Addenda: Last rites: Deathbed blessing

I have the habit of creating addendum files for any project that I have worked on. Once an article is published for example, and I stumble across a relevant source document, I drop it in the appropriate file. For some projects, the files are rather large. In rereading some material, I thought that I would put up a couple of posts highlighting material that I think adds to anything previously published.

For this first post, I am sharing a document relating to deathbed blessings. This was a practice that is first documented around the time of the Nauvoo Temple’s utility and is now part of the folk liturgy of the Mormon church. In “Last Rites and the Dynamics of Latter-day Saint Liturgy” I discussed the history of this practice. At the time I published it, I was only aware of two examples of ritual performance before the arrival in the Great Basin.

What follows is an excerpt from Phineas W. Cooks journal describing the events in relation to the death of his seven-month old daughter, Eliza, in Winter Quarters, May 12, 1847:

she was a vary promising child and bid fair to mak an inteligent woman but I am resolved to not reflect any blame on anyone but leave the event with the Lord who is Judge of all about an hour before she died I went down and asked Brigham to come up and administer to her which he did, he dedicated her unto God but gave her up father Morley came in with him I went down to Brigham and asked him for some cloth for a shrowd which he let me have. I also asked him to let me take his carriage to go to the grave which he did and sent Alva Hanks one of his men to drive it (1)

This poignant excerpt is important for a number of reasons. Not only does this account increase the number of pre-Great Basin accounts of which I am aware by a whopping 50%, but it is the only such example (again, of which I am aware) that involves church leadership. While church leaders are regularly documented performing these rituals in Utah, this example, and the way in which it was written, suggests that it the ritual was fairly widely known before that period. There is neither shock, nor surprise, simply the reality of death, and church members’ approach to it. It is also interesting as it is a fairly early usage of “dedication” which generally increases in usage with time.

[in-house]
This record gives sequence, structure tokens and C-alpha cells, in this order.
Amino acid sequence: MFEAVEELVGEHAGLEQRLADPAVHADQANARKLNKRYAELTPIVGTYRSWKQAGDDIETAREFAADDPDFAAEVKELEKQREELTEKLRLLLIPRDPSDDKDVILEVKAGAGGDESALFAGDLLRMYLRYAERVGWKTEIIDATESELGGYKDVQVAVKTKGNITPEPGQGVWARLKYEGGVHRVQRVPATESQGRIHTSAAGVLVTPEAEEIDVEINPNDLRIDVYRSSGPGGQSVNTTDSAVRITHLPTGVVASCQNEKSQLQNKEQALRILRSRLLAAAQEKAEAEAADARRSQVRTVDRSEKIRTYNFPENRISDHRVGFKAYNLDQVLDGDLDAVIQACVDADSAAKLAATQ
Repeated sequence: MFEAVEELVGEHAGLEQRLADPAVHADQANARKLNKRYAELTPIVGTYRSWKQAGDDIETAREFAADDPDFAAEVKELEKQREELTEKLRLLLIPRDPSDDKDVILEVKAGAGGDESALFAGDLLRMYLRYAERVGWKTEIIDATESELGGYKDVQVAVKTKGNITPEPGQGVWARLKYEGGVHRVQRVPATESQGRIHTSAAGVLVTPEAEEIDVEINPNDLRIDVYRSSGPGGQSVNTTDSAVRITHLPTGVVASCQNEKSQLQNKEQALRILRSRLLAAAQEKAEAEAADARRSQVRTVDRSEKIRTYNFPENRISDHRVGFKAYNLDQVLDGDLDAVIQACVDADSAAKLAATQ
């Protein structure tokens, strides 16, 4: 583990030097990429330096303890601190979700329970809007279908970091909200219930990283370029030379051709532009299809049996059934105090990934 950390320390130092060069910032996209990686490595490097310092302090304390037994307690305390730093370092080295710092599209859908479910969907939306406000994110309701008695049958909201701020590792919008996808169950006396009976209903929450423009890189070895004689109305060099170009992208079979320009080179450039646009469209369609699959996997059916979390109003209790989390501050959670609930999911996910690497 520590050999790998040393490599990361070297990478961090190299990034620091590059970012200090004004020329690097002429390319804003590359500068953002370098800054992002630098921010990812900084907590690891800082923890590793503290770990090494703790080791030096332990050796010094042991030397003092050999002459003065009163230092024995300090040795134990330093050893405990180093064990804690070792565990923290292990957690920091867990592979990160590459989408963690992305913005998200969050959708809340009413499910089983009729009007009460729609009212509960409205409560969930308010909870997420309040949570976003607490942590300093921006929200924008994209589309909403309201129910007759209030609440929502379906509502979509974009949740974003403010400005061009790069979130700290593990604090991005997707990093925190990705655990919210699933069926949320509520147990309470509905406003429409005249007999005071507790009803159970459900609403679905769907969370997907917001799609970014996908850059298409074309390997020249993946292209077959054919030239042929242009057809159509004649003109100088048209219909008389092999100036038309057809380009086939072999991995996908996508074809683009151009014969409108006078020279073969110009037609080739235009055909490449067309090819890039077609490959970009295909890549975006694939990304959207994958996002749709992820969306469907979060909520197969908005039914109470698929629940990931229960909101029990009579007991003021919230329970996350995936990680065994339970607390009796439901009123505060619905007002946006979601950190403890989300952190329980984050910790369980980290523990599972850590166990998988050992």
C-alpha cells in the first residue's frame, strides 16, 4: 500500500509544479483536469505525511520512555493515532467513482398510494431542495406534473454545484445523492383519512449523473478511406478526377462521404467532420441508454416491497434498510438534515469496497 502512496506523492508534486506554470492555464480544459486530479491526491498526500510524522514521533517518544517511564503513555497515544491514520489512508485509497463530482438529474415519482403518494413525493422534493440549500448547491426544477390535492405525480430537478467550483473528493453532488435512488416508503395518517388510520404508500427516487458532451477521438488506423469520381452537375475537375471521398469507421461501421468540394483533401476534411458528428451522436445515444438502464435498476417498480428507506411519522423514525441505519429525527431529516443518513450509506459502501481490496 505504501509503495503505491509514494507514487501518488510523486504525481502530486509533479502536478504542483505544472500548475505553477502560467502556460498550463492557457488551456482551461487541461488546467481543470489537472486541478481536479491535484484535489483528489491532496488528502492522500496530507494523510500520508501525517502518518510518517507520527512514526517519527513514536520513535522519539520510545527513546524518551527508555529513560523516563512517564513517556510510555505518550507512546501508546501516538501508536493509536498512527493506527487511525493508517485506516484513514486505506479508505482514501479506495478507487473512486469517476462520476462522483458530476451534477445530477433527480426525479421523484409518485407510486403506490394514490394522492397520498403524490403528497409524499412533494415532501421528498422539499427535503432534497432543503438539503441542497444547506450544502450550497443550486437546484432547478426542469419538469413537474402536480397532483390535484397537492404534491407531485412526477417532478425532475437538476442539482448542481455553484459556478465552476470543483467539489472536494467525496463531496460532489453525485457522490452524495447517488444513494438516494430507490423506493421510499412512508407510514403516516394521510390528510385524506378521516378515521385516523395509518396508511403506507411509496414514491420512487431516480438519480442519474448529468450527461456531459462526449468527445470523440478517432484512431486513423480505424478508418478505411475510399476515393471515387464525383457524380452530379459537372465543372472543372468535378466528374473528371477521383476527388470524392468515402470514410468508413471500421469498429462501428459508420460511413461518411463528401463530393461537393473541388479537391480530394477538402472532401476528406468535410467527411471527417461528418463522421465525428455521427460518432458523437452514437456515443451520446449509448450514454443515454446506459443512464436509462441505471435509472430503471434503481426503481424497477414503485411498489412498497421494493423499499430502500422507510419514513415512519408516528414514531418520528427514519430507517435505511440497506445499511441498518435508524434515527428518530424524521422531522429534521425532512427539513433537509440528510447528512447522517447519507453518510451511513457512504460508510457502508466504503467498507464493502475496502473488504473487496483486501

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  1. Phineas W. Cook, Reminiscences and Journal, Microfilm of holograph, MS 6288, LDS Church History Library.

Comments

  1. Fascinating J.! Is that a reference to Isaac Morley by Cook?

  2. SC Taysom says:

    Excellent

  3. Thanks for sharing, J.

  4. Thanks, all. I also just read through and fixed the grammatical errors (I should really do that before posting.

    Tod, it is a reference to Isaac Morley. It was fairly common practice to call patriarchs (in the ecclesiastical sense as well as the familial sense) “father” during this period. There was actually a few months after the Nauvoo Temple when it was more widespread due to the adoption ritual performance, but BY put that down pretty quickly: “I have a request to make of my family & that is that they (esspecially old people) omit calling me their Father. Call me Brother Brigham.”

  5. Sam MB says:

    Cool.

  6. Interesting J. Do you have any guesses as to how this might have emerged?

  7. Very cool.